If the amp draws supply current above the SMPS's current limit, then it will either hiccup (very bad) or go in current limit mode (better) depending on the model. If it simply limits current then the output caps will provide some energy storage, and later recharge to the normal voltage.

But in case of a SMPS, since most of the current goes through it, it can't be downsized like an oldskool power supply. Either you want regulation at all times and it has to be rated for full power... or you don't want regulation, don't care if output voltage drops when the SMPS current limits, and pick a SMPS that actually current limits instead of hiccuping, and put big output capacitors... but in this case, I guess you should really do the math to check if the extra money spent on the big output caps could be better spent on a SMPS that's powerful enough to not need the big output caps, and rely on the high voltage input cap instead.

In the forums, competent class D designers really insist that a good SMPS is a vital part of a class D amp. A popular solution seems to be a SMPS with the same overload characteristics than the oldskool ones: basically, to spend a little more to beef up switching devices and other components that tend to fail very quickly when overloaded, so they can handle the full power for a few seconds... while saving money by not requiring it to handle full power continuously, so it can use cheaper alternatives to the components that don't fail quickly due to large thermal mass (ie, smaller heat sink, no fan, maybe skimp on capacitor ripple current a bit, etc). Basically, a good quality power supply for a class D audio amp would be able to handle the full power continuously with a larger heat sink and fan, and maybe more caps, but these are omitted.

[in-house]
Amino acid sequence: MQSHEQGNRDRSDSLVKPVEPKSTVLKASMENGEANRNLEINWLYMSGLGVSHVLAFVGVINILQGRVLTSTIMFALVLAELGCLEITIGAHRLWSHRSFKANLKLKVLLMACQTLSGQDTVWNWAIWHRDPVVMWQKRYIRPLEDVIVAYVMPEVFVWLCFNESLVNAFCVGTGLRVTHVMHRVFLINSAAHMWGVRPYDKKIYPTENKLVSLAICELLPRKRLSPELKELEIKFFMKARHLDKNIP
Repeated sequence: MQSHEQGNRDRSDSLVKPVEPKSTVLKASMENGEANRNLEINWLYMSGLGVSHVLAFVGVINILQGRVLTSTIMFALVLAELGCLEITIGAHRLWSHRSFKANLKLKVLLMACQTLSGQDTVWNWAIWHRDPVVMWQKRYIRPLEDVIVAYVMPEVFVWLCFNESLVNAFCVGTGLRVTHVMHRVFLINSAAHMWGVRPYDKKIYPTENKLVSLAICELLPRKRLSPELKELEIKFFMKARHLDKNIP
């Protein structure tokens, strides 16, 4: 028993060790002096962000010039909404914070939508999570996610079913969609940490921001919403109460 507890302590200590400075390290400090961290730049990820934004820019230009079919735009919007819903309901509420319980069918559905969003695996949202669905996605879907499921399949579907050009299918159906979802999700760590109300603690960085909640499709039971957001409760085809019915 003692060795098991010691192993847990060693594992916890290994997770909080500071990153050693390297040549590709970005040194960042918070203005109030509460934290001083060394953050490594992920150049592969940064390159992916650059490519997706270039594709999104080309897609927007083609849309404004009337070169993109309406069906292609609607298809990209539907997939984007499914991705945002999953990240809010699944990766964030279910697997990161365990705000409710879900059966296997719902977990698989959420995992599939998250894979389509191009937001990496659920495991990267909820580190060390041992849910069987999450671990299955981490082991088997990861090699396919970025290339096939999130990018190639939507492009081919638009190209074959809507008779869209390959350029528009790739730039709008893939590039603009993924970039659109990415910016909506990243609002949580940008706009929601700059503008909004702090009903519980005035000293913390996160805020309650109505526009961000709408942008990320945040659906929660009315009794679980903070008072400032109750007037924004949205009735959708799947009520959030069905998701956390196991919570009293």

10% is pretty much clipped to a square wave (And is a class D perversion, audio power has historically been rated at 1% THD), use the 1% number it is far more meaningful, and may actually be listenable.

It depends on the power supply technology.

General professional audio practise is to assume 1/8th full power for long time constant thermal considerations, so if doing a transformer/rectifier/filter cap sort of power supply you are possibly more limited by voltage sag then heating in the power transformer, I generally go for transformer VA about 30% of the 4 ohm rating.

However switched mode designs have parts with thermal time constants way shorter then an old school line frequency transformer and if doing that you probably do need to design to accommodate full power for at least semiconductor relevant time periods, even if the bulk cooling can still be sized for very much lower levels. Remember also that peak current demand can be surprisingly large into a reactive load, and jellybean switchers have a nasty tendency to hiccup mode current limiting instead of sagging. There is something to be said for designing for full current and then just under sizing the heatsinks to save on weight and space.

IIRC there is some considerable discussion of power supplies for audio amps in Cordells book which is well worth the time.